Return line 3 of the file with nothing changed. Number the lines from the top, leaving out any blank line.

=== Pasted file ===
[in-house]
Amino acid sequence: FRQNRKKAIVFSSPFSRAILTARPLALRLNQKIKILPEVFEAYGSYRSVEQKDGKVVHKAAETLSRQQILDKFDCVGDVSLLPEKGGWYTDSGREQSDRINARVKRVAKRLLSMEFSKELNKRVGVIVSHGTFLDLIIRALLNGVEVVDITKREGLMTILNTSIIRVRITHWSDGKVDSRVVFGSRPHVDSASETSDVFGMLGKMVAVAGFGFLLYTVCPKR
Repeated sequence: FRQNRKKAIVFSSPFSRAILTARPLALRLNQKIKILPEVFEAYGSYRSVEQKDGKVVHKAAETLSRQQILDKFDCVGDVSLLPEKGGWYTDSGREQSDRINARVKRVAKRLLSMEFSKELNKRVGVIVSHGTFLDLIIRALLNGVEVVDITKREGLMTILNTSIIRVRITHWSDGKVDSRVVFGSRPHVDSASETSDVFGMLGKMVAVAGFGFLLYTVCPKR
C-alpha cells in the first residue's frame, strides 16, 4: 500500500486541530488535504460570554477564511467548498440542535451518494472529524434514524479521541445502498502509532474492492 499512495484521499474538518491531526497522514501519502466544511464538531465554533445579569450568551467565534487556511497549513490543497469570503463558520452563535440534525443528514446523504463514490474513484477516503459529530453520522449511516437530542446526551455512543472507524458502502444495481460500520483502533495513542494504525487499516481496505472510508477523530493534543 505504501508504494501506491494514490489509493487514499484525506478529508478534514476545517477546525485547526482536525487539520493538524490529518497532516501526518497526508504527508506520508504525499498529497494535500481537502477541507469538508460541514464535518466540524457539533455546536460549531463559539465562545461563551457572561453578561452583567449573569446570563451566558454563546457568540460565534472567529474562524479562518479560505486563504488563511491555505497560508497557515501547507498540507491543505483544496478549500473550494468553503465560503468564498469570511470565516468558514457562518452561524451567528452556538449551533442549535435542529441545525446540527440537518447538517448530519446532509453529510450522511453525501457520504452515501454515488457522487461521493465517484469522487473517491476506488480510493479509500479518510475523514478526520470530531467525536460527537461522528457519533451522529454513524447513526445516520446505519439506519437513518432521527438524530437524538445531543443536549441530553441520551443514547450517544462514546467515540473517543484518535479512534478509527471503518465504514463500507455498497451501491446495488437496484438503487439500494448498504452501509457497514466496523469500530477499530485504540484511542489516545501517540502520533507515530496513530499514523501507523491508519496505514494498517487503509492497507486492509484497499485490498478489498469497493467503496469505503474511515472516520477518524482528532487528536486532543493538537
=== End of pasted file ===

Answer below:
Repeated sequence: FRQNRKKAIVFSSPFSRAILTARPLALRLNQKIKILPEVFEAYGSYRSVEQKDGKVVHKAAETLSRQQILDKFDCVGDVSLLPEKGGWYTDSGREQSDRINARVKRVAKRLLSMEFSKELNKRVGVIVSHGTFLDLIIRALLNGVEVVDITKREGLMTILNTSIIRVRITHWSDGKVDSRVVFGSRPHVDSASETSDVFGMLGKMVAVAGFGFLLYTVCPKR